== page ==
How was everyone’s Thanksgiving? My bird was outstanding, thank you for asking, and the stock is made and in the freezer. Huge props to my wife, who has mastered a citrus cranberry sauce that we all are happily addicted to. We’ll get back to our regularly scheduled blogging on Thursday; there is a lot to talk about as we move into December, but here is a great book idea for you to think about either for yourself or as a gift.
It is that time of year—no, I’m not thinking shopping, in-laws, or little twinkling lights. I’m thinking of recipes with histories. Holidays are thick with recipes we dig out from the back of our collections, especially sweet ones that the whole family adores. Grandma’s lime Jell-O? Fruitcakes? No one really likes these, do they? And yet, they endure, feeding our hearts with warm memories. It isn’t often we stray from the particulars of our personal holiday repertoire, but this year you should start some new traditions, and you can find them in an amazing new book, Gail Monaghan’s Lost Desserts, which provides a feast of desserts.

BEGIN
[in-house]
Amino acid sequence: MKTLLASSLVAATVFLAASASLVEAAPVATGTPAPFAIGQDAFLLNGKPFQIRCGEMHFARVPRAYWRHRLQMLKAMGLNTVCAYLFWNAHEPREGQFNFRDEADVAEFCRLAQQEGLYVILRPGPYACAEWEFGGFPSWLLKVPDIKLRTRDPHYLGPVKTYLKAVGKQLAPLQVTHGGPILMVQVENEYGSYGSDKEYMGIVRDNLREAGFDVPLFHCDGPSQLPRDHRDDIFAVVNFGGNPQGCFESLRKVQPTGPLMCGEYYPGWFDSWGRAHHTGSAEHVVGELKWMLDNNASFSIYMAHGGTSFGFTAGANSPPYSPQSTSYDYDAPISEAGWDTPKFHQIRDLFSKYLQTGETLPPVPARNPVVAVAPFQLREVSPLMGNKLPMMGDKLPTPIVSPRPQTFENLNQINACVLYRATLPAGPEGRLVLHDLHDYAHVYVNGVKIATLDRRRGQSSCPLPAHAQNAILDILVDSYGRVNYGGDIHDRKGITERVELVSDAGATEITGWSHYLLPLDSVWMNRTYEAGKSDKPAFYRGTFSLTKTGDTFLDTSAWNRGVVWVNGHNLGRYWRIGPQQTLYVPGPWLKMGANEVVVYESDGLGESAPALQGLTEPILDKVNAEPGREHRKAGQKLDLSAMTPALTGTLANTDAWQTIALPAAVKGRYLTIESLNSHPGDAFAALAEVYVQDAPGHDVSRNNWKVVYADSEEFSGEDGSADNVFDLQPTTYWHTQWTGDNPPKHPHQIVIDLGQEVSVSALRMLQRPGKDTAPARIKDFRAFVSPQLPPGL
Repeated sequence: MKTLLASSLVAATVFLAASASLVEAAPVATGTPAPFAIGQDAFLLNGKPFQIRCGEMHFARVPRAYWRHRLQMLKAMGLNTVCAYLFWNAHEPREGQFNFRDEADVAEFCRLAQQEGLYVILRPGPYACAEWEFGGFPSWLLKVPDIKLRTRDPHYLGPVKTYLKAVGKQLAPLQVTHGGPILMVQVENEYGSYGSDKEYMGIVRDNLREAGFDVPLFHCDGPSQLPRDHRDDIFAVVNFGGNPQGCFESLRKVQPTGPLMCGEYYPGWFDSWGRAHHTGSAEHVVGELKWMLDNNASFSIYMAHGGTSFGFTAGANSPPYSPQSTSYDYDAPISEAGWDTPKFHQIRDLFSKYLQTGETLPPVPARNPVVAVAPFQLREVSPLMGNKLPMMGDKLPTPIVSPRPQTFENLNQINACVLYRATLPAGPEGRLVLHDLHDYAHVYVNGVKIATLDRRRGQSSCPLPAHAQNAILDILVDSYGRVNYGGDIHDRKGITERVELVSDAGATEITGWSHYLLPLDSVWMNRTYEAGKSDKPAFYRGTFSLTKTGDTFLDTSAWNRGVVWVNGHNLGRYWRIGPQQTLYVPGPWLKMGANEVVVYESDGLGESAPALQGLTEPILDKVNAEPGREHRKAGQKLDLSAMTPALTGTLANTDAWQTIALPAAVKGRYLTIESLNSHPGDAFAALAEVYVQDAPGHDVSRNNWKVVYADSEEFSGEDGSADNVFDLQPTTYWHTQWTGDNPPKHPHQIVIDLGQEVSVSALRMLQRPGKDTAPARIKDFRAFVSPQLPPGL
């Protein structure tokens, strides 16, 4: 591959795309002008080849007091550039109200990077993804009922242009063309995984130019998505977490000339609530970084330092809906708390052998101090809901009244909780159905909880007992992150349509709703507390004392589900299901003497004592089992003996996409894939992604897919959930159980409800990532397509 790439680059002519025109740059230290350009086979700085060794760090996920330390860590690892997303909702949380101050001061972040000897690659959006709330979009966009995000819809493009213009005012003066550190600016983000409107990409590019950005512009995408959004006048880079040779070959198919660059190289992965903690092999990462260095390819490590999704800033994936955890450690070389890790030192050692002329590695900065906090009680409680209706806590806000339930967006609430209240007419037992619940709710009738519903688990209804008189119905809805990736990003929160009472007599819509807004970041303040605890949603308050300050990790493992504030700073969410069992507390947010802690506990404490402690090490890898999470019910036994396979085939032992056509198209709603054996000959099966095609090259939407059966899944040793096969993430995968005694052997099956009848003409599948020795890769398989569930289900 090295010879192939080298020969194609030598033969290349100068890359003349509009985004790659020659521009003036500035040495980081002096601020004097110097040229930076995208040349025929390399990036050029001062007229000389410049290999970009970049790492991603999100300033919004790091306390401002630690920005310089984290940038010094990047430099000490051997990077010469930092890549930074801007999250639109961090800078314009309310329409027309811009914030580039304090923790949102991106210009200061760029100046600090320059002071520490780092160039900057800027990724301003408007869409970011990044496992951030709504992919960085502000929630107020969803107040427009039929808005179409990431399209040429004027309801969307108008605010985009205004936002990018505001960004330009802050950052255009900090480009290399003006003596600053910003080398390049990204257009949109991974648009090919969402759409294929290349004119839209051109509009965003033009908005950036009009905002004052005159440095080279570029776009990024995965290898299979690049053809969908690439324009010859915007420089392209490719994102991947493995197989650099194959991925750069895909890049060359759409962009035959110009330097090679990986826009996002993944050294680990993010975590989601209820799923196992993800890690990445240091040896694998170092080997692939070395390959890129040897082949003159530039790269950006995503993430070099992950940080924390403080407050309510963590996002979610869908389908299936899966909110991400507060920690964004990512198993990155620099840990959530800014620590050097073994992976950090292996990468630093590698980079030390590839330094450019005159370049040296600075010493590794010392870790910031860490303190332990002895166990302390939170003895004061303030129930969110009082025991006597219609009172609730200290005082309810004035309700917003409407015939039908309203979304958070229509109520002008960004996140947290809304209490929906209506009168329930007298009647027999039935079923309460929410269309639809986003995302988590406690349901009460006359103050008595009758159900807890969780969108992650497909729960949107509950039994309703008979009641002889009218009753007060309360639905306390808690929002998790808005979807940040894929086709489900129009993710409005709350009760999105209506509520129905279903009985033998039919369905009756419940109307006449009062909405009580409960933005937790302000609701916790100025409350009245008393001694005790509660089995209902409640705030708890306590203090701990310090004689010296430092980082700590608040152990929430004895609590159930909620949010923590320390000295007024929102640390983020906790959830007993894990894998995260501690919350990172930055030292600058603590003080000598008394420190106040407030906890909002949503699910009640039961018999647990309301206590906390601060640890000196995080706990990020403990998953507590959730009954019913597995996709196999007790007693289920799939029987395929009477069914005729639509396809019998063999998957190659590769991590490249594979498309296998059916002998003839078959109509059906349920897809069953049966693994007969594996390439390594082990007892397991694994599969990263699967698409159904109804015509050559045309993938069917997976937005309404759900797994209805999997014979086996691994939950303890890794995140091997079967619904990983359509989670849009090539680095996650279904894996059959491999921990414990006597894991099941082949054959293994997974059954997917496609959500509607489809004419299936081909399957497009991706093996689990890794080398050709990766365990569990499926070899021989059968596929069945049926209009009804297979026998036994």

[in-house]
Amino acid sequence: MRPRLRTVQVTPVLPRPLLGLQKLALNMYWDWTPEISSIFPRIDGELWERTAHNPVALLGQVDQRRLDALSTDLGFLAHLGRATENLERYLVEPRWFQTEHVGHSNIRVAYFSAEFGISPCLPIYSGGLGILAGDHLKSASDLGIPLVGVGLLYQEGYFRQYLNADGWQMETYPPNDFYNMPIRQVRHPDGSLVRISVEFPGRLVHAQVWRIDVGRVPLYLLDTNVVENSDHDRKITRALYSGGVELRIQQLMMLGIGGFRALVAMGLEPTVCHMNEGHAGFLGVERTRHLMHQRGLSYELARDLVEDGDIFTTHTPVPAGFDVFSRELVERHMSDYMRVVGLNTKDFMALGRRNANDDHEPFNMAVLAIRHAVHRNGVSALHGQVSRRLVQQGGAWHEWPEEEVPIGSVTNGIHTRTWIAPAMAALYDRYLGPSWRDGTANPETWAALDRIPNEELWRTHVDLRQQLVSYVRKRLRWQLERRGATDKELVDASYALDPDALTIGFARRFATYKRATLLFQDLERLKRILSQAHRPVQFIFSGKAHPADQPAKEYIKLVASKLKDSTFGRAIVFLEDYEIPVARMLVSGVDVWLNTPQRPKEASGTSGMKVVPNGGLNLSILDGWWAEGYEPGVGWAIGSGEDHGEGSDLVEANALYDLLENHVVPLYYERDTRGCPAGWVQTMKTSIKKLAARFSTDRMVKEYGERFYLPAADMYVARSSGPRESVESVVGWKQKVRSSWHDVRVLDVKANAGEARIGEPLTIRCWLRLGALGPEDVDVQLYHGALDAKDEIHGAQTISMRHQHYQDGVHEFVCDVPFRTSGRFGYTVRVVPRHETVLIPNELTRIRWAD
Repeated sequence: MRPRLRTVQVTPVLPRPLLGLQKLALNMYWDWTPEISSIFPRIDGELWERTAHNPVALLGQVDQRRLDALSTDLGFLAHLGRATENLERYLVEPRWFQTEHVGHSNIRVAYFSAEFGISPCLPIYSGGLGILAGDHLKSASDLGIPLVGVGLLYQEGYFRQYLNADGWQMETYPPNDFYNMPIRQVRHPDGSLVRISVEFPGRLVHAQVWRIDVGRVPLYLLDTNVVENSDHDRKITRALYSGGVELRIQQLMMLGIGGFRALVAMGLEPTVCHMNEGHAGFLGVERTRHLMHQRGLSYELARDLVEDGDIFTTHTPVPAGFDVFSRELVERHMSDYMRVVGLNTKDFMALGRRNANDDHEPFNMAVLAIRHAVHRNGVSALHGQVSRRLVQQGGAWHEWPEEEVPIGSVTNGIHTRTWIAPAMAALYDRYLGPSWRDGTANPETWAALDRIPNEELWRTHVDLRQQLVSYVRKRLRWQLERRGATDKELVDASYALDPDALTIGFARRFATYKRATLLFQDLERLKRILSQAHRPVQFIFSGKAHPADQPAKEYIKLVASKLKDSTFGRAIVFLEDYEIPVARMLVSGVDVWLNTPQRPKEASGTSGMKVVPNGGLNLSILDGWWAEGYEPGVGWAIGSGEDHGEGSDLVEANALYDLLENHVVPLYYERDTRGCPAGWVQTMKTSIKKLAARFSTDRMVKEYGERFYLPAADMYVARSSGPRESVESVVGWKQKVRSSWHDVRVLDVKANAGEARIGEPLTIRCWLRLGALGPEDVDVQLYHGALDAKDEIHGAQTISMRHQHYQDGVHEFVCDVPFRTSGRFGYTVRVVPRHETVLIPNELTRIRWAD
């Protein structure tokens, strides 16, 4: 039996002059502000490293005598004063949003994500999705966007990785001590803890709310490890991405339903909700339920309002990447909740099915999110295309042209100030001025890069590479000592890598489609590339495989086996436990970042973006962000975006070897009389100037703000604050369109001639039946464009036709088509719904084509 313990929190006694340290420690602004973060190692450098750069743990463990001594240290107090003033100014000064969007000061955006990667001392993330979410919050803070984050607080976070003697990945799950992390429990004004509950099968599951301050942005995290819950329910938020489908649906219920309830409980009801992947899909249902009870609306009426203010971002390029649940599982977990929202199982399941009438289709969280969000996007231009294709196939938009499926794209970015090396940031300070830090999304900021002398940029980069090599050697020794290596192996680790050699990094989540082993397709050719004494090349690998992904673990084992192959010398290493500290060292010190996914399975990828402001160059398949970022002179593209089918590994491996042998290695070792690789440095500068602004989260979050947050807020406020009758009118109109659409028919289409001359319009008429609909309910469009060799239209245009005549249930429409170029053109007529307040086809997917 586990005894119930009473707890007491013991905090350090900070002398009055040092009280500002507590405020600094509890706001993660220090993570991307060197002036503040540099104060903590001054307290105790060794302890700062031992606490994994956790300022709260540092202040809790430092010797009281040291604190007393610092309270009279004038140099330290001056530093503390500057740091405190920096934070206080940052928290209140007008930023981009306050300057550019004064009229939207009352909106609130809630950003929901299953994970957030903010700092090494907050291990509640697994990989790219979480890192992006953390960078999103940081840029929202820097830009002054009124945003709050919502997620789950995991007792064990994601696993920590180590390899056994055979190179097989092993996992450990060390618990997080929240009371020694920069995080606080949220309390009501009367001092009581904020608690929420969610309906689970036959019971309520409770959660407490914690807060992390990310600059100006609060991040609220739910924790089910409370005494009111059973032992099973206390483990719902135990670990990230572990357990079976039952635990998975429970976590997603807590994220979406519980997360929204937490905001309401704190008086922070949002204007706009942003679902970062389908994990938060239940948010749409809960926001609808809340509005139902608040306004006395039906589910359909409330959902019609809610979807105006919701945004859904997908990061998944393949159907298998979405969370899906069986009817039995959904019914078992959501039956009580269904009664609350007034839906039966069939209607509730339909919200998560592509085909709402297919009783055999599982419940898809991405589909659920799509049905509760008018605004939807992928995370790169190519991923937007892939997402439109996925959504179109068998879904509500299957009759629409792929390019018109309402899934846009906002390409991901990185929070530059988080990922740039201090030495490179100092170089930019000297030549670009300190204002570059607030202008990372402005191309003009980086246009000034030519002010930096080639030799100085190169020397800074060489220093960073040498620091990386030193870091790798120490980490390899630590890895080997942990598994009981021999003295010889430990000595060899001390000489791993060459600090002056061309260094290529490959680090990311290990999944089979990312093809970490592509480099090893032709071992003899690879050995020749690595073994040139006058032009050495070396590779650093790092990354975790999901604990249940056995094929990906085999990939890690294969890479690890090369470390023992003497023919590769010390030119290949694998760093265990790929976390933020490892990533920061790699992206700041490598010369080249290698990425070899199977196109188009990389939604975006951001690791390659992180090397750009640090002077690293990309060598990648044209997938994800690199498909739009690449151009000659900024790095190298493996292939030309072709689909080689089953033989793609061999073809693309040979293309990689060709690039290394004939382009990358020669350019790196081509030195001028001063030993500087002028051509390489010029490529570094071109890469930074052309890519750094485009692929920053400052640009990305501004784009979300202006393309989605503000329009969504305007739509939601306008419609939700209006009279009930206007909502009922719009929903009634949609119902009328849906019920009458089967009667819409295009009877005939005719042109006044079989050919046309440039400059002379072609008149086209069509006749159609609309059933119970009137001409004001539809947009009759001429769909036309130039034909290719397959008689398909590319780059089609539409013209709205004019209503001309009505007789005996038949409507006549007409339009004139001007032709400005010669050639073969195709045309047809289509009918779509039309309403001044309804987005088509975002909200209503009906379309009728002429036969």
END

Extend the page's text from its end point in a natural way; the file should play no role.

The first thing you’ll notice is the stunning photography by Eric Boman, and if that wasn’t enough to get your sweet side cooking, Monaghan provides a story for each dessert that will easily become yet another tale in your own family history. Monaghan pulls these stories from a collective gastronomic consciousness—from the history of bananas Foster to the 1940s tale of La Pyramide’s pruneaux au pichet (prunes in a pitcher), which is a wonderful story of chef Fernand Point’s regular customer, the Aga Khan III. This book reads as well as it cooks. You can even reconstruct Ultra Violet’s chocolate and chestnut torte that had Andy Warhol addicted. Each bite you take of a dessert made from Monaghan’s book is rich with history; it will delight the taste buds of your family, and have a good story, too.
Let’s not forget the recipes. Each dessert varies in difficulty but is accessible to the home cook. True, Escoffier’s recipe for peach Melba might look a little daunting— precise plating directions of embedding a silver timbale filled with the dessert into an ice sculpture and then adding spun sugar to the top—but Monaghan provides modern suggestions that wouldn’t diminish this recipe in the eyes of the father of modern cuisine.
There are many cookbooks out there to tantalize and teach, but with the gastronomic knowledge that Monaghan imparts in this book, merely reading it will catapult any weekend cook into a food historian of the highest order.